We talk of the wonderment of Fantasia on drug-addled
senses. Catching our drawn faces reflected in the window
between us and the night I wonder what the oldest Arab girl,
beautiful with those heavy breasts beneath her embroidered
Bedouin dress, must have thought of us today, as we sat
at the roadside café guzzling the cheapest red wine,
bleary-eyed, bullshitting.


Jul 27

life and war

Life and War with Mikey Fatboy Delgado

What is it with those people who live over there? We were saying down the pub last night that the problem over there is that it’s too hot, mate. It’s like when you’re on holiday in Spain and you sit on the beach all day necking bottles of that San Miguel. It does send you a bit loopy and, be fair, we’re only over there for a couple of weeks. Imagine if we were in the sun all the time like those Iraqi lads, we’d be as potty as they are.  And it’s not just Iraq, it’s the whole area. It’s like going south of the river at the weekend. Those Israelis had to chop some more of the Arabs living in their country tonight for taking the piss after they’ve been told to simmer down. Anymore pissing about and we’ll chop the lot of you. Kill one of ours and we’ll do fifty of yours. You can’t fault that can you? They don’t fuck about, those Israeli lads. It’s like they’ve been taking lessons from Davey Ribnecklace Gallagher. Step on their feet at the bar and they’ll have your fucking legs off, mate.


Jun 20

the afternoon’s incessant chatter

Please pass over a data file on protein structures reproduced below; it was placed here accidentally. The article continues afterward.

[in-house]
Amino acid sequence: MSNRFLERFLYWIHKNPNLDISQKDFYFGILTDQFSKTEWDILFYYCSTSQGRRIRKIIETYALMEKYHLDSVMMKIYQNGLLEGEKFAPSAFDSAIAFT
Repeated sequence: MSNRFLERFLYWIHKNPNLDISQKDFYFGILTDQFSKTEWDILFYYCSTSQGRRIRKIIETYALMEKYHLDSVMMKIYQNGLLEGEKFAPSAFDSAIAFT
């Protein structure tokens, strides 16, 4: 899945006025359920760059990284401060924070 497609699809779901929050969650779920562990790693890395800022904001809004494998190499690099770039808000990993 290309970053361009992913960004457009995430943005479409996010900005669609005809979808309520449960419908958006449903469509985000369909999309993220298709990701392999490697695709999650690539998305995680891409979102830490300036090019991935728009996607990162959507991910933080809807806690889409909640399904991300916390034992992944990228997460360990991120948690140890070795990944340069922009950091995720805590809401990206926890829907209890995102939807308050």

Fanatics discuss matches in memory
and Marjorie watches the football float slowly
across the pale blue eggshell of sky,
above the straining hearts of the hand-holding lovers,
past the tightened throats of stranded defenders
betrayed and adrift in no man’s land.

Marjorie talks to herself about how the ball
never came down, about how in the time
it takes to light a cigarette it has transmogrified
into a dark bird, with a delta, and swift,
and has ascended above the stadium’s rim,
fleeing the afternoon’s incessant chatter.
Marjorie holds her hand flat across her brow
to block the glare, to see the bird buffeted into tumbling
by the frenzied air, like sweet papers, like a cellophane bird
in the wake of a train. The ball itself, but for its plotted line,
barely registers. It skips the way a flat stone might skim
above a green smooth ocean after leaving the arm
of a boy on the shore. The body of the crowd,
a raucous channel packed with boats bobbing at anchor,
in slow motion twists and gasps to see
the same ball do the same thing again and again .

At half-time talk is of the shadow of the stadium roof,
of how it leaves one small oval of the crowd golden
in the last light cast at sunset. Marjorie imagines
hearing him speak of how in the language
of the heavily-armed state the word for ball
is the word for bullet, and how the poor deserve
their misery. The striker – “he’s gone down
like Capa’s militiaman for a penalty” -
holds their attention instead. No-one links
the shot of the dead ball specialist rebounding